Market Perspective: The Ukrainian Conflict
On February 24, Russian forces attacked targets across Ukraine after Russian President Vladimir Putin ordered an operation to “demilitarize” the country. Geopolitically, these are troubling developments, with many calling it an official end to the long Post-Cold War era that began in the early 1990’s.
This news is naturally alarming on multiple fronts. Our hearts go out to Ukrainian citizens as we wish for speedy peace. At home, you may also be concerned about how the developments will impact the financial markets and your investments.
Economic and market implications
Our Investment Strategy & Research team is closely monitoring how the conflict impacts the economy and financial markets. We’re not foreign policy experts, but we do understand market history surrounding larger geopolitical invasion events such as this.
We typically observe a drop in risk appetite, abrupt spikes in market volatility and a general flight to quality assets, including cash. We also tend to see sharp drawdowns in financial asset pricing and currency values, especially for key nations involved — all of which are happening now.
Iraq’s invasion of Kuwait in 1990 and North Korea’s 1950 invasion of South Korea provide some context for market impact. For the former, the S&P 500 index dropped 17% over a period of 70 days; and for the latter it fell 13% over a period of 23 days. We wouldn’t be surprised if the current market decline runs a little deeper given Russia’s key role in energy and agricultural exports, a global economy already struggling with inflation, and central banks having much less flexibility to respond.
How You Can Help Ukrainians
The strife and violence that millions of Ukrainians are experiencing right now spurs many of us to want to help. Here are just a few organizations tending to their welfare and providing assistance:
Learn about other organizations seeking donations to support Ukraine in this NPR article.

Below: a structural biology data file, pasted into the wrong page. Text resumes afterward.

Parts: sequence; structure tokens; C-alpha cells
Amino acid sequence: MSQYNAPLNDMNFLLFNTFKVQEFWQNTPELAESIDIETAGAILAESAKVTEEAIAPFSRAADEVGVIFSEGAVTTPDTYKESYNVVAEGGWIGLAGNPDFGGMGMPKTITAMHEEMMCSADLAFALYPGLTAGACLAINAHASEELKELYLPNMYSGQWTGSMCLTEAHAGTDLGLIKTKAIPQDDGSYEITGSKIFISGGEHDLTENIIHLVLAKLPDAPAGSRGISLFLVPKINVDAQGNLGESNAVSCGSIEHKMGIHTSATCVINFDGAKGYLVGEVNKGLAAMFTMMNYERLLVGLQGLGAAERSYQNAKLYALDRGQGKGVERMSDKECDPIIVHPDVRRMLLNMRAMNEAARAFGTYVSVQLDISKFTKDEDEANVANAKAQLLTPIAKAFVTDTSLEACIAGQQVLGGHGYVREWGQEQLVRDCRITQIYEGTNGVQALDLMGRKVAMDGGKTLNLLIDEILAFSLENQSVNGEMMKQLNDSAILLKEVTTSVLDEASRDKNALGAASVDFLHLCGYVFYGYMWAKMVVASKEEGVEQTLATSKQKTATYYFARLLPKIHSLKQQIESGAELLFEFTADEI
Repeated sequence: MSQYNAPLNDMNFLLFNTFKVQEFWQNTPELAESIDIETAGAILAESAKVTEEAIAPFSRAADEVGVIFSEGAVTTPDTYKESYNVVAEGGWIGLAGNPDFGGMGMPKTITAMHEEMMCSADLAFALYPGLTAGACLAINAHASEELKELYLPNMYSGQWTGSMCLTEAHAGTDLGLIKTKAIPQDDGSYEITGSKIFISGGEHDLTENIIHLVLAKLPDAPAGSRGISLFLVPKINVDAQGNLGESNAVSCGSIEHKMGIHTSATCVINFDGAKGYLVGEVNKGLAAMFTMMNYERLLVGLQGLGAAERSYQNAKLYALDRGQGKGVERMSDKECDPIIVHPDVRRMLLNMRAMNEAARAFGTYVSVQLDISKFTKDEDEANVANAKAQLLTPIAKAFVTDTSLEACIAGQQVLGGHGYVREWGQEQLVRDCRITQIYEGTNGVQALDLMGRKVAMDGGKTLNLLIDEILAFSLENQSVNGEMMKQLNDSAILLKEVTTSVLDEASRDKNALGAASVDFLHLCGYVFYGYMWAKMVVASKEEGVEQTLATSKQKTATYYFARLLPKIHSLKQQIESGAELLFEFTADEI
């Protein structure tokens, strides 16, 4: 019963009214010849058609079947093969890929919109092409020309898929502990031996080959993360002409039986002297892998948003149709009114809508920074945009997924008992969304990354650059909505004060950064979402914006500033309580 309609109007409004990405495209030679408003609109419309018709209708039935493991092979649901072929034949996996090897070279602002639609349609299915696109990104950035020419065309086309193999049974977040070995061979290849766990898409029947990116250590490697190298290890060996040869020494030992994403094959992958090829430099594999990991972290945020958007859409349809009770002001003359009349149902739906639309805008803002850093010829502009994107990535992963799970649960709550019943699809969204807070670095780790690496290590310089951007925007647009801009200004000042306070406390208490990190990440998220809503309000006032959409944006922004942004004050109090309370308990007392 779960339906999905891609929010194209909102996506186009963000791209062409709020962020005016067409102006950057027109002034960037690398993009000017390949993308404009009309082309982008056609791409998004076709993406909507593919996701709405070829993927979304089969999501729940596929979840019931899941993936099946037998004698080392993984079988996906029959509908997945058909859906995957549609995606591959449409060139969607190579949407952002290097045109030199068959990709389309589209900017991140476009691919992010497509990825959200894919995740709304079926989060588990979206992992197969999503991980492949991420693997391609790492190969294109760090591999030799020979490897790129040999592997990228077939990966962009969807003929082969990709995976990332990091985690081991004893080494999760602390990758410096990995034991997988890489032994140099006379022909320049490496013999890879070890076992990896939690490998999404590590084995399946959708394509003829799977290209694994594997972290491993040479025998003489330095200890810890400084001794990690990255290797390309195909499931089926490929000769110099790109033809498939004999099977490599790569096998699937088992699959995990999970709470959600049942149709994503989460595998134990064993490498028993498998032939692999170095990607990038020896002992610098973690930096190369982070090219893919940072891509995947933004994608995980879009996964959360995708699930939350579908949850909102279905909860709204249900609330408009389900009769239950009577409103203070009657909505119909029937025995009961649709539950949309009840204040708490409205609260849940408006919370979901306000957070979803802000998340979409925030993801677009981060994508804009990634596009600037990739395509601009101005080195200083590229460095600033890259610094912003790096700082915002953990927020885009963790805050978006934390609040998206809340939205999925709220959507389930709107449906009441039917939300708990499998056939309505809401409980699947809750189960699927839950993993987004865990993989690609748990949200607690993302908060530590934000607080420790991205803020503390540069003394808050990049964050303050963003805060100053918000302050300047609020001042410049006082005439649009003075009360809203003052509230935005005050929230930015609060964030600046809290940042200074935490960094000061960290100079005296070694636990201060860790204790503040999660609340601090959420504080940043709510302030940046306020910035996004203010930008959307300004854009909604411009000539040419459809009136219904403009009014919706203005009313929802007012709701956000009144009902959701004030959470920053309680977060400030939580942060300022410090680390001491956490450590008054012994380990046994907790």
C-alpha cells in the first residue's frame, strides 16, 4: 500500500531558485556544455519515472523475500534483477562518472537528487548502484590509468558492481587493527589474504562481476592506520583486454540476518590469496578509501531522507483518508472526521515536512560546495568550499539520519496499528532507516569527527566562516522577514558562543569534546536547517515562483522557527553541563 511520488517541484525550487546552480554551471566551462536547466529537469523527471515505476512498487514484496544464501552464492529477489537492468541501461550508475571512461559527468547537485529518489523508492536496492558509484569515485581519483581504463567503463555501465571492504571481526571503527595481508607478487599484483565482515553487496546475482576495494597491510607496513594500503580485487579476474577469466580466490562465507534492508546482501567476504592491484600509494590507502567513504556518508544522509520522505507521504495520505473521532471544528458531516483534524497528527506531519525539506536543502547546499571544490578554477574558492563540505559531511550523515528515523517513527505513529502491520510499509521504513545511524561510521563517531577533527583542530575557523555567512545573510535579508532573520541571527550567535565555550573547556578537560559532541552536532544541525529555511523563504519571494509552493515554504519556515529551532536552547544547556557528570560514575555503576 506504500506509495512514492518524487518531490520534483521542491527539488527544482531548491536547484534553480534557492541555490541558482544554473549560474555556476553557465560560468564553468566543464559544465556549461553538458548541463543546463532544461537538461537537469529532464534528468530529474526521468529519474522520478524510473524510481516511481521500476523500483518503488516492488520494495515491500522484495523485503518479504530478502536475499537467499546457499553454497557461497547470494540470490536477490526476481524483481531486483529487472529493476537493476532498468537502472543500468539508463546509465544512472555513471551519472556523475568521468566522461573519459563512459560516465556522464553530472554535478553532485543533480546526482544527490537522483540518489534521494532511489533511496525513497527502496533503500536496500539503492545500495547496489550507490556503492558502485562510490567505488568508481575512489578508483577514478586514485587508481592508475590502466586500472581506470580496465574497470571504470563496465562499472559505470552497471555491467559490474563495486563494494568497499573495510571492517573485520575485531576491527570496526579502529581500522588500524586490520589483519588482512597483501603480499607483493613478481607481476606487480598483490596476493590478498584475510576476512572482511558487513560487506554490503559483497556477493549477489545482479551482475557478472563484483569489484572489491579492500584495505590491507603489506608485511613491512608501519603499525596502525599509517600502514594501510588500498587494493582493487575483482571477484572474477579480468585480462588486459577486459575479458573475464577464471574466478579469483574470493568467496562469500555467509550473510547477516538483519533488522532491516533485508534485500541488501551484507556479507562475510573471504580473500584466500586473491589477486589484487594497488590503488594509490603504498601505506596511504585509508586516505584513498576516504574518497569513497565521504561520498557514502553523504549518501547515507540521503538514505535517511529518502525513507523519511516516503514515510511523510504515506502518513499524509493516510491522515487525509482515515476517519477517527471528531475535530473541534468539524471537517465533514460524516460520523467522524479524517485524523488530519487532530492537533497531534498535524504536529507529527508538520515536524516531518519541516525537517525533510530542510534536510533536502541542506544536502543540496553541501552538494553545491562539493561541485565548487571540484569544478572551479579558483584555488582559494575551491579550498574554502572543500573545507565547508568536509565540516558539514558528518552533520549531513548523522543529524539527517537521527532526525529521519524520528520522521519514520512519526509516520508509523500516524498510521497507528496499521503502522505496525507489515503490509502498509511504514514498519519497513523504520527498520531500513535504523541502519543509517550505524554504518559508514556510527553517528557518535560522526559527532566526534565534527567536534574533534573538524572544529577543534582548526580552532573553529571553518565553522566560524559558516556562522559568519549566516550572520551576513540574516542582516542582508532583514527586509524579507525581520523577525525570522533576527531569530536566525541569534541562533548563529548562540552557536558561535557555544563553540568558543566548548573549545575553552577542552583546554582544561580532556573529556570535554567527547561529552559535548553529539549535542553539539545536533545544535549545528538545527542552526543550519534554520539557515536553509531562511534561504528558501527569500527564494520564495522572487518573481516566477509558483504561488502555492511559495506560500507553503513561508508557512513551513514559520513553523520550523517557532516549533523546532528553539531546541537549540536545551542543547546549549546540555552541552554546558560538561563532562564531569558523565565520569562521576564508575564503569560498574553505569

Russia is a major producer and exporter of several commodities that are important to the global economy. Russia produces roughly 10 million barrels of oil per day, representing about 10% of global usage, with much of that oil shipped through Ukrainian pipelines. A larger war coupled with sanctions may cut off Russia’s export markets, which in turn, could lead oil prices to surge even higher. Given the existing tightness within commodity markets, this is an environment where even modest supply disruptions can have outsize impacts. This remains a key inflation, and possible recession, risk for the global economy and is something the Federal Reserve will carefully monitor.
Within the equity markets, Ukraine is no longer a component of the MSCI Emerging Markets Index or any of the major equity indexes. Russia started the conflict representing approximately 3% of the MSCI Emerging Market Index and less than 0.5% of the overall global equity index (MSCI ACWI). MSCI has since announced they are removing Russia securities from these indexes because of the aggression. Given the large amount of state ownership in Russian public companies, most active fund managers are underweight Russia. This means exposure to these two countries within most diversified portfolios would be insignificant and would not have a material impact on performance.
Beyond Russia and Ukraine, the impact will be felt throughout many areas of the financial markets and remain unpredictable. The pressure is greatest within Europe, but issues such as inflation will be impacted around the world. While unpredictable, it is important to monitor factors such as China’s response and support for Russia, internal reaction within Russia and the pressure put on Putin, Europe’s ability to withstand the pressure, government sanctions, and the risk to the overall supply chain of food and energy.
What it means for portfolios
While market conditions have clearly deteriorated in 2022, having a diversified investment portfolio with built-in shock absorbers such as bonds, diversifiers and defensive equities can help weather severe market impacts. Additionally, a valuation-driven strategy can dampen drawdowns by limiting exposure to the most expensive and vulnerable asset classes.
As with many geopolitical events, we are confident that long-term investment opportunities will present themselves in the months ahead as the situation continues to unfold. Until then, we patiently, yet earnestly, wait for the turbulence to subside.
Past performance is no guarantee of future performance. All investments can lose value.
S&P 500 is a market-capitalization weighted index that includes the 500 most widely held companies chosen with respect to market size, liquidity and industry. Indices are unmanaged and you cannot invest directly in an index. The volatility of any index may be materially different than that of a model.
MSCI Emerging Markets Index includes large- and mid-cap companies across 25 Emerging Markets, representing approximately 85% of the free float-adjusted market capitalization in each country.
MSCI ACWI includes large- and mid-cap companies across 23 Developed Markets and 25 Emerging Markets countries, representing approximately 85% of the global investable equity opportunity set.